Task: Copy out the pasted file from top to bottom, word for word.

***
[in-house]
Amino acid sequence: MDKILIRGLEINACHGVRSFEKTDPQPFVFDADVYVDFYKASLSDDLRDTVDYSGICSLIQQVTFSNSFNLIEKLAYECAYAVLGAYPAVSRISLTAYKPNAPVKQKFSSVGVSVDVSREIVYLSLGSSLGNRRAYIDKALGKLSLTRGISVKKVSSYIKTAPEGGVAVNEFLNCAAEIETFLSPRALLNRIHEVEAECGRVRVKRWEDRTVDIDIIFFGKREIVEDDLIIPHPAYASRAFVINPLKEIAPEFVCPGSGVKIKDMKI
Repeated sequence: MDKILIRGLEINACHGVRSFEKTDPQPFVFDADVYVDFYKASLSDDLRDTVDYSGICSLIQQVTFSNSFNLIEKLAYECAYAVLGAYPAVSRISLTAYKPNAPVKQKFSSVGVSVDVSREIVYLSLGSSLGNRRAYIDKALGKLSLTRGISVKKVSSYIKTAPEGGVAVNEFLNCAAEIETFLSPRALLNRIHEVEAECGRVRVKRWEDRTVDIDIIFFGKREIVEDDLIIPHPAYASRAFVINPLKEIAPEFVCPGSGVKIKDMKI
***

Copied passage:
[in-house]
Amino acid sequence: MDKILIRGLEINACHGVRSFEKTDPQPFVFDADVYVDFYKASLSDDLRDTVDYSGICSLIQQVTFSNSFNLIEKLAYECAYAVLGAYPAVSRISLTAYKPNAPVKQKFSSVGVSVDVSREIVYLSLGSSLGNRRAYIDKALGKLSLTRGISVKKVSSYIKTAPEGGVAVNEFLNCAAEIETFLSPRALLNRIHEVEAECGRVRVKRWEDRTVDIDIIFFGKREIVEDDLIIPHPAYASRAFVINPLKEIAPEFVCPGSGVKIKDMKI
Repeated sequence: MDKILIRGLEINACHGVRSFEKTDPQPFVFDADVYVDFYKASLSDDLRDTVDYSGICSLIQQVTFSNSFNLIEKLAYECAYAVLGAYPAVSRISLTAYKPNAPVKQKFSSVGVSVDVSREIVYLSLGSSLGNRRAYIDKALGKLSLTRGISVKKVSSYIKTAPEGGVAVNEFLNCAAEIETFLSPRALLNRIHEVEAECGRVRVKRWEDRTVDIDIIFFGKREIVEDDLIIPHPAYASRAFVINPLKEIAPEFVCPGSGVKIKDMKI